3) the reduction will also contribute to the decrease in non-CO2 forcings
These imply that we should reduce livestock. The best way to achieve this is a tougher issue and I don’t have fixed ideas. Is perhaps a forcing tax, rather than a carbon tax the right way to go? I think so.
I don’t think bans work until you have overwhelming public support, so they are clearly off the agenda.
John: I agree about the pork barrelling impact of the CFI … and I’ve written before about carbon “balancing”.
Tim: Of the 3 LCPUFAs examined (EPA, DPA and DHA), the first two were at levels similar to those of her comparison German cohort. Yes, DHA was lower. There are numerous biochemical differences between people on different diets … but is there any evidence that this particular difference causes any problems? No. If there was, would the best solution be to trash the oceans, raze the forests, or grow DHA in labs? We know what the answer is in the case of B12. The stuff from labs works better and is cheaper.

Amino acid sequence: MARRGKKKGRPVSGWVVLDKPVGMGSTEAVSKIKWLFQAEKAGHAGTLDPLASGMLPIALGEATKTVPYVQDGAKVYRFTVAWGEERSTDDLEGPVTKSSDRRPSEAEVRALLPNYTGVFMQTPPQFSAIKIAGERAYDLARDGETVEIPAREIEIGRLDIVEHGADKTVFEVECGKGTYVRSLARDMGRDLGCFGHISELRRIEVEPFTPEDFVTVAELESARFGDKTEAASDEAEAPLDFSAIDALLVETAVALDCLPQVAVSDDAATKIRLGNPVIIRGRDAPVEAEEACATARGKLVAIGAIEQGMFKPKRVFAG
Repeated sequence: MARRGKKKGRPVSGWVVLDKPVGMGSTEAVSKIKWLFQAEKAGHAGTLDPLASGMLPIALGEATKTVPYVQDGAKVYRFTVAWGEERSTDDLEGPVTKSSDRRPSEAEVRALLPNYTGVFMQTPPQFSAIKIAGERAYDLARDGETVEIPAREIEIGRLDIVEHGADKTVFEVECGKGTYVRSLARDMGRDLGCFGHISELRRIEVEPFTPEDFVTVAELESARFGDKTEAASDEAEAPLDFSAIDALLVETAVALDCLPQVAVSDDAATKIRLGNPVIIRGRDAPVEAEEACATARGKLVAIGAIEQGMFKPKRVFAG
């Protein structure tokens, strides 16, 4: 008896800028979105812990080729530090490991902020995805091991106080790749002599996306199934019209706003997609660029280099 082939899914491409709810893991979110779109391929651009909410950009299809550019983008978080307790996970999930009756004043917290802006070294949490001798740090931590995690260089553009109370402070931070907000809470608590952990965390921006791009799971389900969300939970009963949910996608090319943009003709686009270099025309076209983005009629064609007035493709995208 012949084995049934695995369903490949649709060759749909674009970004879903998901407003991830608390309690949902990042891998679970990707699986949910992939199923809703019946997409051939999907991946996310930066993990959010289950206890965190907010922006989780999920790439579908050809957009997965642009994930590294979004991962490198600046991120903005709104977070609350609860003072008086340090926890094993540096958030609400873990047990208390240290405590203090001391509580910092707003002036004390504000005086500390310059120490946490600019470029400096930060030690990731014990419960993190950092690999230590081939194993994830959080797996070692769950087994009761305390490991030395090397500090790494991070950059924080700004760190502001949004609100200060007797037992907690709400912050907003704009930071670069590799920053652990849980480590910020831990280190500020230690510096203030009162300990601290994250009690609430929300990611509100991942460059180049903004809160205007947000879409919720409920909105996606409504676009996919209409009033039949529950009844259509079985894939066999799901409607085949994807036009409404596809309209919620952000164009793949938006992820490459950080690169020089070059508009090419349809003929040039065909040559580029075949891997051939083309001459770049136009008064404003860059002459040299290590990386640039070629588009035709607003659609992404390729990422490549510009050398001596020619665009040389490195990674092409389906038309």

Geoff Russel – ” I’ve been a fan of nuclear power for a while now. You will find the “tale” of my conversion on BNC
I actually find it strange that you need to be “converted” to nuclear power. My own position, despite what you may think, is that nuclear will be needed however my preference is for it to be the power source of last resort. All generators of electricity have problems and nuclear has its share. In my world view renewables are a better fit with a sustainable society however that is just my opinion not fact.
“Yes, I’m a fan of changing to a low consumption lifestyle, but not necessarily low tech ”